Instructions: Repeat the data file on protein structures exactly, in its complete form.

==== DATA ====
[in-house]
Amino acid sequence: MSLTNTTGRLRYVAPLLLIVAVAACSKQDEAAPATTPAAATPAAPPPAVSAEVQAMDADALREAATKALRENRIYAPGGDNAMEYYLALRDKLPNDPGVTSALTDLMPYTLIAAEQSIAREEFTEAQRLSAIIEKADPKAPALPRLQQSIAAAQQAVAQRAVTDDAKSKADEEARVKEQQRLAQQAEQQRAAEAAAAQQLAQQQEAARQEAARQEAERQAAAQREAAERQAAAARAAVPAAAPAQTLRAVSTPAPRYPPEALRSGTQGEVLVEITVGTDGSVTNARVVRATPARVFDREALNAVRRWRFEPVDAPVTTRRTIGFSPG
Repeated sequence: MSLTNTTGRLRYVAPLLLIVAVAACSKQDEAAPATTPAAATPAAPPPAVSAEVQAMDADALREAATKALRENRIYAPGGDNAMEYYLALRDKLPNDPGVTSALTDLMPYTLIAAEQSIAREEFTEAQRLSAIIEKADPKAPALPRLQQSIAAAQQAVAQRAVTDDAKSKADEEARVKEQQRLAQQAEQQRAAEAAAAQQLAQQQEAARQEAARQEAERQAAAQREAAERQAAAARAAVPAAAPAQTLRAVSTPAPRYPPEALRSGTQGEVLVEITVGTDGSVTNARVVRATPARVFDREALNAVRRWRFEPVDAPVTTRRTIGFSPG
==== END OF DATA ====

[in-house]
Amino acid sequence: MSLTNTTGRLRYVAPLLLIVAVAACSKQDEAAPATTPAAATPAAPPPAVSAEVQAMDADALREAATKALRENRIYAPGGDNAMEYYLALRDKLPNDPGVTSALTDLMPYTLIAAEQSIAREEFTEAQRLSAIIEKADPKAPALPRLQQSIAAAQQAVAQRAVTDDAKSKADEEARVKEQQRLAQQAEQQRAAEAAAAQQLAQQQEAARQEAARQEAERQAAAQREAAERQAAAARAAVPAAAPAQTLRAVSTPAPRYPPEALRSGTQGEVLVEITVGTDGSVTNARVVRATPARVFDREALNAVRRWRFEPVDAPVTTRRTIGFSPG
Repeated sequence: MSLTNTTGRLRYVAPLLLIVAVAACSKQDEAAPATTPAAATPAAPPPAVSAEVQAMDADALREAATKALRENRIYAPGGDNAMEYYLALRDKLPNDPGVTSALTDLMPYTLIAAEQSIAREEFTEAQRLSAIIEKADPKAPALPRLQQSIAAAQQAVAQRAVTDDAKSKADEEARVKEQQRLAQQAEQQRAAEAAAAQQLAQQQEAARQEAARQEAERQAAAQREAAERQAAAARAAVPAAAPAQTLRAVSTPAPRYPPEALRSGTQGEVLVEITVGTDGSVTNARVVRATPARVFDREALNAVRRWRFEPVDAPVTTRRTIGFSPG